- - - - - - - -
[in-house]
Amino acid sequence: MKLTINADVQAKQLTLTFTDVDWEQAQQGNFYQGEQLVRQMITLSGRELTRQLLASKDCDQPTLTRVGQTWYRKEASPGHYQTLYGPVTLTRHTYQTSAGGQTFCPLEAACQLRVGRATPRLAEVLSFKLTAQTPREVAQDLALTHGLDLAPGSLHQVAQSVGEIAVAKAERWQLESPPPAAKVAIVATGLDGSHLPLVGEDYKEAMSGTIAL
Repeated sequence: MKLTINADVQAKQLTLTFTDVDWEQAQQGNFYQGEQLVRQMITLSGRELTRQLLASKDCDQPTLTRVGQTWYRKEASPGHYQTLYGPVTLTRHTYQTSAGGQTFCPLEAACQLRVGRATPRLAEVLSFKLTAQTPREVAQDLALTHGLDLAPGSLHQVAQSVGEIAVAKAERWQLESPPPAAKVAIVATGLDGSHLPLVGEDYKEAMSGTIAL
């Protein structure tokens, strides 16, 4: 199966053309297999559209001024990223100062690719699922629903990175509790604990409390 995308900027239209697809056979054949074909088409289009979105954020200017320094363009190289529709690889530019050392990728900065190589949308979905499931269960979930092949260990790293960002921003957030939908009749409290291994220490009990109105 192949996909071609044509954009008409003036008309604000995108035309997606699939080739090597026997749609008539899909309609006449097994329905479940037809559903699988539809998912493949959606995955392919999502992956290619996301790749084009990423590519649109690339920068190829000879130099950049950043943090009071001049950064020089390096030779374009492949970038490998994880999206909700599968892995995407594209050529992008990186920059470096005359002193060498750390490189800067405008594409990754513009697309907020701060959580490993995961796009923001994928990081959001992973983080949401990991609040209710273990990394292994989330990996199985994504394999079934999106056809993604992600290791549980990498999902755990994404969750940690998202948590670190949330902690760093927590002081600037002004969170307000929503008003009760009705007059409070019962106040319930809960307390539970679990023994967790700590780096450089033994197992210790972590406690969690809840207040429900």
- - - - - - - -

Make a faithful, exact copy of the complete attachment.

[in-house]
Amino acid sequence: MKLTINADVQAKQLTLTFTDVDWEQAQQGNFYQGEQLVRQMITLSGRELTRQLLASKDCDQPTLTRVGQTWYRKEASPGHYQTLYGPVTLTRHTYQTSAGGQTFCPLEAACQLRVGRATPRLAEVLSFKLTAQTPREVAQDLALTHGLDLAPGSLHQVAQSVGEIAVAKAERWQLESPPPAAKVAIVATGLDGSHLPLVGEDYKEAMSGTIAL
Repeated sequence: MKLTINADVQAKQLTLTFTDVDWEQAQQGNFYQGEQLVRQMITLSGRELTRQLLASKDCDQPTLTRVGQTWYRKEASPGHYQTLYGPVTLTRHTYQTSAGGQTFCPLEAACQLRVGRATPRLAEVLSFKLTAQTPREVAQDLALTHGLDLAPGSLHQVAQSVGEIAVAKAERWQLESPPPAAKVAIVATGLDGSHLPLVGEDYKEAMSGTIAL
């Protein structure tokens, strides 16, 4: 199966053309297999559209001024990223100062690719699922629903990175509790604990409390 995308900027239209697809056979054949074909088409289009979105954020200017320094363009190289529709690889530019050392990728900065190589949308979905499931269960979930092949260990790293960002921003957030939908009749409290291994220490009990109105 192949996909071609044509954009008409003036008309604000995108035309997606699939080739090597026997749609008539899909309609006449097994329905479940037809559903699988539809998912493949959606995955392919999502992956290619996301790749084009990423590519649109690339920068190829000879130099950049950043943090009071001049950064020089390096030779374009492949970038490998994880999206909700599968892995995407594209050529992008990186920059470096005359002193060498750390490189800067405008594409990754513009697309907020701060959580490993995961796009923001994928990081959001992973983080949401990991609040209710273990990394292994989330990996199985994504394999079934999106056809993604992600290791549980990498999902755990994404969750940690998202948590670190949330902690760093927590002081600037002004969170307000929503008003009760009705007059409070019962106040319930809960307390539970679990023994967790700590780096450089033994197992210790972590406690969690809840207040429900």